Established in 2016, the Sydney Harbour High Line Association describes itself as “a group of like-minded people that sees the importance of building on the amenities to support the huge growth in the number of people living in Sydney in general and the lower north shore in particular.”

According to the Mosman Daily, earlier in April the association met with a State Government committee, where it presented its detailed plans for the publicly held land that lies beside the railway. If the project goes ahead, the park would be operated by North Sydney Council.

Proposed ramp access from Harbourview Crescent. Image: Sydney Harbour High Line

The heritage-listed rail line is not used for a passenger service, but is used by Sydney Trains for driver training. The site is significant due to its connection to artist Brett Whiteley, who famously painted scenes of Sydney Harbour from his home in Lavender Bay, adjacent to the railway tracks, as well as the “secret garden” created by Brett’s former wife Wendy. The Whiteleys’ house and garden were both recently added to the state heritage register.

Local state MP Felicity Wilson, who supports the project, told the Mosman Daily that she had “secured an agreement from Sydney Trains to explore the feasibility of installing a segregated walking track alongside the current active line.” The proposal is inspired by and takes its name from the High Line in New York City, an elevated railway conversion designed by Diller Scofidio and Renfro. This was in turn inspired by the first rail park, the Coulée verte René-Dumontin in Paris, which opened in 1993.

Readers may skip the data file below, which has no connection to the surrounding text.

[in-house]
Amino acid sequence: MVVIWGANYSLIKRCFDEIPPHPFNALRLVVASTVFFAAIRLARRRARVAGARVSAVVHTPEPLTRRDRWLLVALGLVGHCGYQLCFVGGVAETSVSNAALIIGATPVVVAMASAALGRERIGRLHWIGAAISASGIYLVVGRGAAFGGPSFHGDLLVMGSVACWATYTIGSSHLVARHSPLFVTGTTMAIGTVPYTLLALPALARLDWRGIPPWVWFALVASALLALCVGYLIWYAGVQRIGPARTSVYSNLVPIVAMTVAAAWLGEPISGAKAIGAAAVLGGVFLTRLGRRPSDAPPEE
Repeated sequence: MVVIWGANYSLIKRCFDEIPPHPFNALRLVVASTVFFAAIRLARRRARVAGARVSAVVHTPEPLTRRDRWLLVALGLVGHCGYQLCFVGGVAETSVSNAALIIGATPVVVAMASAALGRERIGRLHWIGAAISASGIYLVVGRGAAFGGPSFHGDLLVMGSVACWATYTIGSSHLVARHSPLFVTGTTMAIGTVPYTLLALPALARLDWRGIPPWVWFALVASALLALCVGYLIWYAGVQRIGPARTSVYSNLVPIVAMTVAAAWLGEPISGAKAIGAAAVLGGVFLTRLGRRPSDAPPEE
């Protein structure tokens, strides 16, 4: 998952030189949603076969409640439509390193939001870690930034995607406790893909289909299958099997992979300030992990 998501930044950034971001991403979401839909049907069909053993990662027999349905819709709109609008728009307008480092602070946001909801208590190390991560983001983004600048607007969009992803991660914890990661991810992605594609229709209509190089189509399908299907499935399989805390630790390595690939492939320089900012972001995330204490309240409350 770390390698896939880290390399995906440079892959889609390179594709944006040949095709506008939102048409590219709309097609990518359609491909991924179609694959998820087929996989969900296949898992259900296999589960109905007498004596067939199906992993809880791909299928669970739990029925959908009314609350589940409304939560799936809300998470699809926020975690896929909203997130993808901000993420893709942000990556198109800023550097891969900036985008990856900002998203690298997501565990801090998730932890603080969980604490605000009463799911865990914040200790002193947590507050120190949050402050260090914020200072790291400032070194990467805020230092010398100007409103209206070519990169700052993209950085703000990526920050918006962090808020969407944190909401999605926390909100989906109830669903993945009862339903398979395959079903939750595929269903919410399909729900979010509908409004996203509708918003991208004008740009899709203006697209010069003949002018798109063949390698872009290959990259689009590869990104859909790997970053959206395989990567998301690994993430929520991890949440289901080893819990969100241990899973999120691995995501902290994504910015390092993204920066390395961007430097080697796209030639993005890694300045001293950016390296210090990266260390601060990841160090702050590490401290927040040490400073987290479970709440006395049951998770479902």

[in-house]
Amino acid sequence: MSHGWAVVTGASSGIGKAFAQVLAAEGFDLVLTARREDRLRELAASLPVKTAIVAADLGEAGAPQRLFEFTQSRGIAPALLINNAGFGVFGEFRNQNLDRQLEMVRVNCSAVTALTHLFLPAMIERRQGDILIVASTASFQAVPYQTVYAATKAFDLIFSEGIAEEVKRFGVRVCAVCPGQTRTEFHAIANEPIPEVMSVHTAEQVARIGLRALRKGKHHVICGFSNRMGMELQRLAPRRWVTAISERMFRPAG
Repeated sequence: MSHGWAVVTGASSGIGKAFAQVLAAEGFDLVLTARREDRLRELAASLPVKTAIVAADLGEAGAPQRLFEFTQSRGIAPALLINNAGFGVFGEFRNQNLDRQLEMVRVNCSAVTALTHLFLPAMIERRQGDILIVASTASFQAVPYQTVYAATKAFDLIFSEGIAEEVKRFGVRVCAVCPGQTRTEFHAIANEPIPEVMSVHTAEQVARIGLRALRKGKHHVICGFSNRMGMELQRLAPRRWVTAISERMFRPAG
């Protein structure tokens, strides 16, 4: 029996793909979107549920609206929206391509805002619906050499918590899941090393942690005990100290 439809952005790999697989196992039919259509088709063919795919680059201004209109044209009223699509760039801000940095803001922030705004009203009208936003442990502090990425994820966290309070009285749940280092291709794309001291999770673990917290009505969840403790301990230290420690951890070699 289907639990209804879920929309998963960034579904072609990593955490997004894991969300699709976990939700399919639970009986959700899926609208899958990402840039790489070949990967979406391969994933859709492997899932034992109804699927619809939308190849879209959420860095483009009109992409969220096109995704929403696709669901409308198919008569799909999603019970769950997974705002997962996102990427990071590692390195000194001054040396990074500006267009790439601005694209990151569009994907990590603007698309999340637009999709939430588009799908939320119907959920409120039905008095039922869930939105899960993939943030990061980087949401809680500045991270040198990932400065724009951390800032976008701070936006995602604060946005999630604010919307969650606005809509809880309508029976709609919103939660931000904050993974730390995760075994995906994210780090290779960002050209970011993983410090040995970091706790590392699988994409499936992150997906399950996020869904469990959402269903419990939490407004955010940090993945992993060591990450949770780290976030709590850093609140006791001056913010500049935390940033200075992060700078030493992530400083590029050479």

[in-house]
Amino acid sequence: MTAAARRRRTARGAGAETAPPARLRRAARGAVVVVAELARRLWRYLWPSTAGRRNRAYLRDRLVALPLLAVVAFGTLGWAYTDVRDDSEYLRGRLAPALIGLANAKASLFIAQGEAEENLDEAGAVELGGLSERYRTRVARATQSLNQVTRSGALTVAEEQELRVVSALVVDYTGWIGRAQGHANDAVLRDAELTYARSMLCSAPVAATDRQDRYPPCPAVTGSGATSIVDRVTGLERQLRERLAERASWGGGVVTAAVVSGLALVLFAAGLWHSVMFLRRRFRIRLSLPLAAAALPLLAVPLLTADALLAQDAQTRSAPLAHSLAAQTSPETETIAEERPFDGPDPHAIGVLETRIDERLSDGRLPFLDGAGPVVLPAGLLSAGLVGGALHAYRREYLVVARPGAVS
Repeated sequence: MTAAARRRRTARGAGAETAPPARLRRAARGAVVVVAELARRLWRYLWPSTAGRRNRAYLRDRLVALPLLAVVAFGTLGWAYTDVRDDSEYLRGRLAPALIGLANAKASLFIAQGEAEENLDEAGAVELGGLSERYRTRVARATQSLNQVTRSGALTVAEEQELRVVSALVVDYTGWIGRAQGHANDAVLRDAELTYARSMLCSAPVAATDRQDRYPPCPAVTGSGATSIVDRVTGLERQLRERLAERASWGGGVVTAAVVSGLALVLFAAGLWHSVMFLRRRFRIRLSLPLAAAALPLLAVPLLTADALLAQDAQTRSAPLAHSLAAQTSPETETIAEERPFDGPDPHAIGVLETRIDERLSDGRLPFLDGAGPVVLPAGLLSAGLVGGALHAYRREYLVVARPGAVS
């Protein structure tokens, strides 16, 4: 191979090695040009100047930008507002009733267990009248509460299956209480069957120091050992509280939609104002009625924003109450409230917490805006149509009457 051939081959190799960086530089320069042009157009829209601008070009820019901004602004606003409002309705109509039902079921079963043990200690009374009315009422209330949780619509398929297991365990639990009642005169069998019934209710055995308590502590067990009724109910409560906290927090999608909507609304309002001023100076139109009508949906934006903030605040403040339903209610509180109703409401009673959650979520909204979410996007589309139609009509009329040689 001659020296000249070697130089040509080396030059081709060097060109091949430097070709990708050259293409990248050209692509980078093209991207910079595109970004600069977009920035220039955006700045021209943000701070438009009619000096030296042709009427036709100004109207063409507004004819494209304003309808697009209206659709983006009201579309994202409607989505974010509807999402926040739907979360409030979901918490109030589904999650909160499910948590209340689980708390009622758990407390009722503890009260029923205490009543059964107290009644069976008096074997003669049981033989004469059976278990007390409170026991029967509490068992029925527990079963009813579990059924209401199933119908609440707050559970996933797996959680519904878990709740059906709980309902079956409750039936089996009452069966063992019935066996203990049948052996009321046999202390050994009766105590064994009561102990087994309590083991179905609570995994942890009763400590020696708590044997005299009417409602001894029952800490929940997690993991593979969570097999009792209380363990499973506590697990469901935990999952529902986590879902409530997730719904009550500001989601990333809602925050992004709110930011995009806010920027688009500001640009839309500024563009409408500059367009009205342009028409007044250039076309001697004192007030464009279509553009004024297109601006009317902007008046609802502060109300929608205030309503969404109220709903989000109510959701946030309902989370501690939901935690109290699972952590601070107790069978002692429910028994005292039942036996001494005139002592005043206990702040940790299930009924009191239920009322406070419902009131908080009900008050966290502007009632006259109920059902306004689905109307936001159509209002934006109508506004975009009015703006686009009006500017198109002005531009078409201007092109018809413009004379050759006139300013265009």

Originally Published by ArchitectureAU, continue reading here.

Why do some Sydney councils encourage urban beekeeping but avoid handling complaints?

Sydney has seen an explosion in urban beekeeping with a 20 per cent increase in the number of people taking up the hobby in just a couple of years.

That’s great for the environment, with bees our most valuable pollinators for agricultural crops and even urban backyards.

But what if you have an allergy or reaction to bee stings, or a backyard pool where bees like to get their water and you need to make a complaint?

Tony Deguara lives in Sydney’s inner west with a backyard bee enthusiast neighbour over his back fence.

Tony told Curious Sydney his neighbour started out with two beehives, but the number increased to six meaning he was living next to thousands of bees as a result.

He asked: “Why do Sydney councils encourage urban bee keeping but appear to have no regulations to manage the hobby? Consequently if you have problems you have to go to the Department of Primary Industries [DPI]”.

That was the question ABC News in Sydney was asked to investigate through Curious Sydney, our series that reports on stories based on your questions.

Urban beekeeping in Sydney has grown rapidly over the last couple of years.

“I started having major problems with my neighbour — not because he was keeping bees but because he was keeping what I thought was an inordinately high number of bees,” Mr Deguara said.